Blog Archives

A research project wishlist

I’m only starting out on real scientific publishing (it looks like my first squib-size article, currently in peer review, will be out in early 2019), but during the years I’ve run this blog and worked on my thesis, I’ve already racked up a

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Posted in Commentary

New and updated links

Updates to blog sidebars are easy to overlook. So, this is to note some historical-linguistics-related journals or publication series available online that I have added links to recently: A nyelvtörténeti kutatások újabb eredményei Article collection series from University of Szeged. The archive

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Posted in Commentary, Links

Notes on the phonology of Kamassian

For a language family mostly made up of minority languages, Uralic is really quite well documented by any standards. Most of the smaller languages have received decent descriptions already in the 19th century, and many also theoretically updated reflections later

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Posted in Reconstruction

A Fourth Laryngeal in PIE

The Proto-Indo-European laryngeals seem to form, in most people’s thinking, a kind of a phonological subsystem. Usually they end up as a class of back fricatives, or at least some kind of weaker back consonants. They certainly have similar diachronic behavior…

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Posted in Reconstruction

The fate of *w in Altaic

A fairly striking typological commonality between the “micro-Altaic” language groups: Turkic, Mongolic and Tungusic (Tk, Mg, Tg) is the lack of a labial glide such as /w/. This is clearly out of line among both the world’s languages in general,

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Posted in Reconstruction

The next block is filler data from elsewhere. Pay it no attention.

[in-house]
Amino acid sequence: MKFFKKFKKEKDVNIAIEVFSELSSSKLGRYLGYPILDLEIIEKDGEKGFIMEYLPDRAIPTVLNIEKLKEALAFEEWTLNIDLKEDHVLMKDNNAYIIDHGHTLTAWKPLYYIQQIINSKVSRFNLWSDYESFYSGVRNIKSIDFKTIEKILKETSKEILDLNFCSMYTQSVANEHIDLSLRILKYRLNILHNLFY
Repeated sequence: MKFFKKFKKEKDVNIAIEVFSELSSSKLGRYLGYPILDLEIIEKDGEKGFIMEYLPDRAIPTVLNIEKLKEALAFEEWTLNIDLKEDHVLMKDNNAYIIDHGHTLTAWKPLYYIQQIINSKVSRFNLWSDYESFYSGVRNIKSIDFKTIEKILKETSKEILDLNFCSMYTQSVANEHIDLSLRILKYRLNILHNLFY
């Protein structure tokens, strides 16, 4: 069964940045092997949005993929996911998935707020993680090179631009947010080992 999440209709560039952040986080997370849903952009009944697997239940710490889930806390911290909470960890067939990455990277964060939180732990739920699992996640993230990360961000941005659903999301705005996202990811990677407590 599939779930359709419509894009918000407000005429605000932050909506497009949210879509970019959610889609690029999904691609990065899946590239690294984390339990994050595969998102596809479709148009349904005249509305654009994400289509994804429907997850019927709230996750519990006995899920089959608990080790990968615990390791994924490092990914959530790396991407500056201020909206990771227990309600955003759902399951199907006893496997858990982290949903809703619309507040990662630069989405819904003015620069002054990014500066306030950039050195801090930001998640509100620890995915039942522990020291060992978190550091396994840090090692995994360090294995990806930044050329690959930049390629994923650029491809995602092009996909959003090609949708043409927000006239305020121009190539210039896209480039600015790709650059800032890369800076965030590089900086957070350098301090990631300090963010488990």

Yurats Addenda

One step up from the likes of Meshcheran, probably the most obscure Uralic language to have still been rudimentarily documented is Yurats: a Northern Samoyedic language recorded in one wordlist by G. H. Müller in the mid-1700s. As far as

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Posted in Etymology

An Attestation of Meshcheran

Slowly poking around digitized back issues of Studia Orientalia, I recently ran into Kecskeméti (1968), an article indexing Pallas‘ Zoographie (1811). This is a notable early source of animal names from several languages of Russia, collected since the late 1700s. Some

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Posted in Etymology

Stop voicing across Uralic: some musings

Finnish often gets used as an example of a language that does not contrast voiced and voiceless consonants. While this is not really correct for Standard Finnish (which at least prescribes all of the voiced stops /b d g/), it’s

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Posted in Reconstruction

Three observations on Bactrian

As a part of my ongoing quest to get a better handle on the Indo-Iranian languages (mostly, yes, but not only due to their important early contact influence on the Uralic languages), some time ago I caught wind of Saloumeh

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Posted in Reconstruction

Were there Proto-Samic *š-stems? Some issues of Samic-Finnic chronology

Despite ongoing disputes about the subgrouping of the Uralic family, it is clearly the case that the Finnic and Samic languages have been at least neighbors for several millennia now, exchanging linguistic features and material back and forth. With care,

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Posted in Reconstruction

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